I always smile when I think about a moment, many years ago, as I walked into Shabbat morning services in my congregation back in New York. Two young non-Jewish guests ahead of me were conferring about the service. One asked, 'How long do these services last?'
The other responded, 'Let's see now. Reform services take one and a half hours; Conservative services, three hours; and Orthodox services take four or five. This is a Reform temple, so'.'
I had never before thought of service length as the defining characteristic of our movements, but so it seemed to one observer.
Seattle is one of a number of cities in the country where you can seek out an Orthodox, Conservative, Reform, Reconstructionist, Renewal, secular or Progressive community. Each local synagogue affiliated with one of these movements or denominations is connected to a network of synagogues throughout the country and world. I have long been fascinated by the existence of these various denominations, but have also wondered if it makes sense to continue using these historically based labels to categorize types of Jews.
Although there are generalizations that ring true for each denomination, there is lots of anecdotal evidence that affiliated Jews often don't fit those generalizations. Increasing numbers of Reform Jews in our time keep kosher, observe Shabbat and study Torah on a regular basis. Many who affiliate with Conservative congregations and some who affiliate with Orthodox shuls make personal choices in regard to which mitzvot they do or do not fulfill.
They might drive on Shabbat, eat non-kosher food outside their homes, or be infrequent service attenders. Synagogue worship styles are also more fluid in our time. Guests at our synagogue continually comment on the amount of Hebrew, participatory singing and traditional liturgy in our services. Even so, liturgical service style ' and length! ' continue to be the easiest ways to distinguish one denomination from another. Individual Jews and their Jewish practices outside of shul, however, are less easy to identify as obviously belonging to one denomination or another.
Ultimately, I am of two minds on the topic of denominational importance. On the one hand, it is simply less important whether a person is one denomination of Jew or another than that the Jew is a Jew. All denominations share in common an emphasis on Torah, on understanding what it is God wants from us, and on endeavoring 'to do justice, to love goodness and walk humbly with God.'
Every time visitors come to 'check out' my synagogue, I tell them, 'we are so glad to have you here. If this would be the right community for you, we would love to have you join us. If you spend some time at this synagogue and it isn't right for you, please come talk to me and I will help you find one that is a better fit for you.'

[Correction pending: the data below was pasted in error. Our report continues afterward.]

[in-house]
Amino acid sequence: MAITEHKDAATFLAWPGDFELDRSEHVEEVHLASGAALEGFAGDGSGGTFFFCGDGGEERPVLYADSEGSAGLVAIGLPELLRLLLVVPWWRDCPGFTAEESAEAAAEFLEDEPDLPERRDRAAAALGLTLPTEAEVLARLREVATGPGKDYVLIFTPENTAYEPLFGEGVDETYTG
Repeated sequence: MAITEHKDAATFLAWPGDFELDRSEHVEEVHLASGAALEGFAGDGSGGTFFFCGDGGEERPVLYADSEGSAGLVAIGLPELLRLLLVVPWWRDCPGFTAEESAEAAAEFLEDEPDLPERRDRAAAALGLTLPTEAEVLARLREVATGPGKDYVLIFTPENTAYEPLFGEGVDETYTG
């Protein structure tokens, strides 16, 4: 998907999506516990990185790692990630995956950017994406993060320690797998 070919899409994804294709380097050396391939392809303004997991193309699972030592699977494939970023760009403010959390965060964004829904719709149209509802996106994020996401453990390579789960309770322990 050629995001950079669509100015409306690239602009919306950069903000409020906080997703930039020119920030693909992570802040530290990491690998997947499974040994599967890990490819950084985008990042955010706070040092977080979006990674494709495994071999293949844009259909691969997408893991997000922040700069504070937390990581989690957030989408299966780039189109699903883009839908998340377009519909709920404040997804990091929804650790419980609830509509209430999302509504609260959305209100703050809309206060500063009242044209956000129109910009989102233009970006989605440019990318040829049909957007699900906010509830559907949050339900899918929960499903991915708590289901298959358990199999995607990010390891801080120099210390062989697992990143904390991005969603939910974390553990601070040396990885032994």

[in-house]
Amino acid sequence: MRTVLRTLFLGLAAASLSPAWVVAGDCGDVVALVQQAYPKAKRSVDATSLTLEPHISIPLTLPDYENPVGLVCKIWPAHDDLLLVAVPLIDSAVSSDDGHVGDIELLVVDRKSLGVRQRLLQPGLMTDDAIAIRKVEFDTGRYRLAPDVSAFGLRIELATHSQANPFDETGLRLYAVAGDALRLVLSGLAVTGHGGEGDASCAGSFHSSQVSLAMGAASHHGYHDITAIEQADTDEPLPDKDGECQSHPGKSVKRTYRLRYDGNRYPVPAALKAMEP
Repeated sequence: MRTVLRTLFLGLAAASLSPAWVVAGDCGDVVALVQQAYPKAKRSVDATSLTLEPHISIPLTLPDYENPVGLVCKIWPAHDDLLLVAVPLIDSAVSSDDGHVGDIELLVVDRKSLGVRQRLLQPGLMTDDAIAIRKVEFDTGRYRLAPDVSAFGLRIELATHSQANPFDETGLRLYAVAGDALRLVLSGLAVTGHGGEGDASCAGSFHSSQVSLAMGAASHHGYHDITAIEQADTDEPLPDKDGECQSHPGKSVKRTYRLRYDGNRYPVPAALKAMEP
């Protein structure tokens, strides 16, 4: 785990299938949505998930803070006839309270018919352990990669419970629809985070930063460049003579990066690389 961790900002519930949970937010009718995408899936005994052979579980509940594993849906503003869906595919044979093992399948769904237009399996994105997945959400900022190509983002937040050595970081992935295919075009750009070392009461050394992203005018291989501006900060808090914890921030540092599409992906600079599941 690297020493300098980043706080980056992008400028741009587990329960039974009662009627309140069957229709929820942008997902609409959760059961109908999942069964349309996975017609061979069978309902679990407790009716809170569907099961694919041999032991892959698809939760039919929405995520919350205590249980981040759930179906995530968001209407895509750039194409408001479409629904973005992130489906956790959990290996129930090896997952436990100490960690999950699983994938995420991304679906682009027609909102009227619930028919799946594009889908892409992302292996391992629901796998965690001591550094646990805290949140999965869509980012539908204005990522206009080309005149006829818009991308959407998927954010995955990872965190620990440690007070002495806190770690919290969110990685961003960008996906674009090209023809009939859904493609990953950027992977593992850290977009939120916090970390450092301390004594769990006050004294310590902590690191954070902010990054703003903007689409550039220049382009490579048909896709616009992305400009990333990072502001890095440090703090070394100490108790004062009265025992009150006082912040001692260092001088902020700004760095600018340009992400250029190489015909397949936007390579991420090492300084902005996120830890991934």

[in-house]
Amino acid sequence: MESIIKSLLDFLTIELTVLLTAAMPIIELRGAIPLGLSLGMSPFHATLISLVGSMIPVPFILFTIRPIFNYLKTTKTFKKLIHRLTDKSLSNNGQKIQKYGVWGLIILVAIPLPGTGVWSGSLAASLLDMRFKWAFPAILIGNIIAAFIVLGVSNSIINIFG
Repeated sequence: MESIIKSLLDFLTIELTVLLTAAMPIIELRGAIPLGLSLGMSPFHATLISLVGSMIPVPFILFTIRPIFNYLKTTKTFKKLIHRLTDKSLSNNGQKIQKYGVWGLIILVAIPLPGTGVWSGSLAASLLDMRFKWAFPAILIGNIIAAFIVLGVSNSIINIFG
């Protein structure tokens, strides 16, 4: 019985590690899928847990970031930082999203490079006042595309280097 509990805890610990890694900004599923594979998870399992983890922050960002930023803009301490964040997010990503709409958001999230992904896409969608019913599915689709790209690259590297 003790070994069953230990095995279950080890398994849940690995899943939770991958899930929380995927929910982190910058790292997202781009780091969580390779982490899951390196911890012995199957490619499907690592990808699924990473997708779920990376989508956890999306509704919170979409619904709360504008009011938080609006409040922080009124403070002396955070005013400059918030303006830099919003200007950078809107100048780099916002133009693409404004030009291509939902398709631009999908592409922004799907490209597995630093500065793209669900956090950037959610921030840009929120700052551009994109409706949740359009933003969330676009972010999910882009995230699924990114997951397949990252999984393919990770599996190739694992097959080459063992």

Do I want or need every Jew to belong to my synagogue or to be a Reform Jew? Absolutely not. It is far more important that a person or family join a synagogue where they will desire to fully participate. We have nearly 600 children in our religious education program. Some of them will grow up and become Orthodox or Reconstructionist, Conservative or Reform, or some other type of Jew. As long as they are engaged Jews, I support their choices.
So, on one hand, synagogue denominations are not nearly as important as simply being a dedicated Jew. On the other hand, I was struck by a question I heard recently. A congregant asked, 'do you think that Reform Judaism can ensure the survival of the Jewish people?'
I pondered that question for a while and realized in the end that there exists no single denomination that alone can ensure the survival of the Jewish people. If one existed, everyone would gravitate to it. Instead, each of our denominations contains not only families who have affiliated with that denomination for generations, but also people who intentionally left one denomination of Judaism and found a home in another. Each movement offers something particular that is lacking in all the others. Seattle's own rich diversity of synagogues makes the case that we are stronger as a whole Jewish people when we offer a variety of paths toward Jewish connection.
To the large majority of unaffiliated Jews in the state of Washington, I can only encourage you to check out all the options and choose one. When you find the right community for yourself, not only will it become a source of strength for you, but your active engagement will strengthen it and will strengthen us all.